A side courtyard garden opposite the kitchen brings in northern light and an outdoor connection to the middle of the house, and the north and south walls of the living area are rammed earth. The kitchen island doubles as a dining table and desk, and furniture in the living area can be rearranged depending on seasonal light.

A rear deck steps down to the garden, and a bungalow at the back of the property serves as a multi-functional space. It will be refurbished in the future with a green, productive roof.


Natural materials are used on the home’s interior and exterior, and there is no plasterboard used in the house. The interior is lined with radiata pine plywood with a whitewash. The owner made this choice because of aesthetics, the robustness of the material compared with plasterboard, and its potential to be recycled.

The external cladding is yellow stringybark shiplap, the floors are blackbutt, the hallway and kitchen ceilings are wormy chestnut shiplap, and the kitchen joinery is birch plywood with a laminate pre-finish.

The kitchen area has a central island bench with stools to sit at. The ceiling and floors are made from a warm timber.

The kitchen island doubles as a dining table and desk. All appliance are efficient electric to run on solar-generated electricity.

Photo: Tatjana Plitt (© Tatjana Plitt Photography)

Windows and doors

The windows are positioned to allow more sunlight and ventilation into the home in winter. Their placement was informed by seasonal sun movement, as an adjacent single-storey home was found to cast significant shadows in the cooler months.

High clerestory windows on the northern wall allow for passive solar gain in winter, as warmth from the winter sun is stored in the southern rammed earth wall. During summer, low openable windows on the southern side of the house work in conjunction with a fernery zone to purge hot air. External blinds shade west-facing sliding glass doors and windows.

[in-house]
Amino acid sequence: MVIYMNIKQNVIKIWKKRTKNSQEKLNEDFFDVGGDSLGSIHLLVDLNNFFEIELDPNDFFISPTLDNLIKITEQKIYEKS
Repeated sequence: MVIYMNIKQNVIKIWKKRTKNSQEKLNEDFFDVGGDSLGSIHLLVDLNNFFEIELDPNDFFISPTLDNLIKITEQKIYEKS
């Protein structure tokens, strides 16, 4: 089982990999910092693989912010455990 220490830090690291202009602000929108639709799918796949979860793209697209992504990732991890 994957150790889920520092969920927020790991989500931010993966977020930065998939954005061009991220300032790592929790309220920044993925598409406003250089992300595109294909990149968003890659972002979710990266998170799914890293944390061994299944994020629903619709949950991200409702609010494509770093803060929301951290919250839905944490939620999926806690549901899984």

Particular attention was paid to window selection to minimise heat loss and gain. The windows are double-glazed and have a low-E coating, reducing outside noise and improving thermal comfort. Multipoint-locking windows, where the locks press the sash into the frame for a tighter seal, keep the house secure and airtight.

An open living area has high clerestory windows designed to allow natural light into the lounge room.

A courtyard garden brings northern light and an outdoor connection to the middle of the house.

Photo: Tatjana Plitt (© Tatjana Plitt Photography)

Heating and cooling

A heat recovery ventilation system provides fresh air throughout the day and night while also extracting stale air. Heat transfer ducts move air from warmer spaces to cooler spaces, such as from the living area and upstairs rooms to the front bedrooms downstairs.

There are 2 air-conditioners from the original house contained within secret bulkheads in the walls. They are used very rarely.

A small slow-combustion wood heater in the living room provides heating in winter and uses approximately 800 to 1000kg of locally sourced firewood per year. The high-efficiency unit draws in external air and has low particulate and heat output, using very small quantities of wood per hour. It is a compact model as a larger unit would overheat the home.

Pipes have been installed in the walls for the provision of hydronic heating if needed in the future.

Insulation and sealing